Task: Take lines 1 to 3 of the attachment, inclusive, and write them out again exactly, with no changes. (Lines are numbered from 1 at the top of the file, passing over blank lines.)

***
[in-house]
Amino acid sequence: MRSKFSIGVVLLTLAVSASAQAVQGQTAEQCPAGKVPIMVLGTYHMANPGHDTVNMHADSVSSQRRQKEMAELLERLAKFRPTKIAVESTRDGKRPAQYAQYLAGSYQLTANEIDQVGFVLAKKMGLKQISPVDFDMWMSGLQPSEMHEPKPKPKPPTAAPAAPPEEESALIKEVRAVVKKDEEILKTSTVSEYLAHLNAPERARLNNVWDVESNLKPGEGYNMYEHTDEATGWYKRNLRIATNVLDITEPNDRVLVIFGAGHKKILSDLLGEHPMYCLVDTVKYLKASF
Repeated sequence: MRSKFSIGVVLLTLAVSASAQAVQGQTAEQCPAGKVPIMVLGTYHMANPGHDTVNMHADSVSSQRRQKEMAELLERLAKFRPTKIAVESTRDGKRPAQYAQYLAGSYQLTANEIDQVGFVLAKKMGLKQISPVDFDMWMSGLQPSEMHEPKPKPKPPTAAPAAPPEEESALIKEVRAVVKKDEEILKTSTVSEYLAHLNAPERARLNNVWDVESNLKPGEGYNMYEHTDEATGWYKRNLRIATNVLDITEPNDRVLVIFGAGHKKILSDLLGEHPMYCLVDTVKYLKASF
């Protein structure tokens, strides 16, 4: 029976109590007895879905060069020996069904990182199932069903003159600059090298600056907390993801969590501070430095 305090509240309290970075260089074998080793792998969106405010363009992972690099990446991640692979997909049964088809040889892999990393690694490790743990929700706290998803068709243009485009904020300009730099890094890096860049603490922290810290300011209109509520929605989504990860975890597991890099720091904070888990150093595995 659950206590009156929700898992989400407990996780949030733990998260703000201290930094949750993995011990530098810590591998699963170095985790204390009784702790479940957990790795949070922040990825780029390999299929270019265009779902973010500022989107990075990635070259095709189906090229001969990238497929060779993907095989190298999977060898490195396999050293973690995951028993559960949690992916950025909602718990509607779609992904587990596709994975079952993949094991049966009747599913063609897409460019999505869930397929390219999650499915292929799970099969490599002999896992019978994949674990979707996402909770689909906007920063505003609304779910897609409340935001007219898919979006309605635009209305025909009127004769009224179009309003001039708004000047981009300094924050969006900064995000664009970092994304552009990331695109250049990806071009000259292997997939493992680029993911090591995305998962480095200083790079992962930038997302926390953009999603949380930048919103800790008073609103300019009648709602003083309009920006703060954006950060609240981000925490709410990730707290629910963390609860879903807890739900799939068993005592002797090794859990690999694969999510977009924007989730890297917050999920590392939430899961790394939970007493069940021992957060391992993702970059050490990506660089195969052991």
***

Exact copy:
[in-house]
Amino acid sequence: MRSKFSIGVVLLTLAVSASAQAVQGQTAEQCPAGKVPIMVLGTYHMANPGHDTVNMHADSVSSQRRQKEMAELLERLAKFRPTKIAVESTRDGKRPAQYAQYLAGSYQLTANEIDQVGFVLAKKMGLKQISPVDFDMWMSGLQPSEMHEPKPKPKPPTAAPAAPPEEESALIKEVRAVVKKDEEILKTSTVSEYLAHLNAPERARLNNVWDVESNLKPGEGYNMYEHTDEATGWYKRNLRIATNVLDITEPNDRVLVIFGAGHKKILSDLLGEHPMYCLVDTVKYLKASF
Repeated sequence: MRSKFSIGVVLLTLAVSASAQAVQGQTAEQCPAGKVPIMVLGTYHMANPGHDTVNMHADSVSSQRRQKEMAELLERLAKFRPTKIAVESTRDGKRPAQYAQYLAGSYQLTANEIDQVGFVLAKKMGLKQISPVDFDMWMSGLQPSEMHEPKPKPKPPTAAPAAPPEEESALIKEVRAVVKKDEEILKTSTVSEYLAHLNAPERARLNNVWDVESNLKPGEGYNMYEHTDEATGWYKRNLRIATNVLDITEPNDRVLVIFGAGHKKILSDLLGEHPMYCLVDTVKYLKASF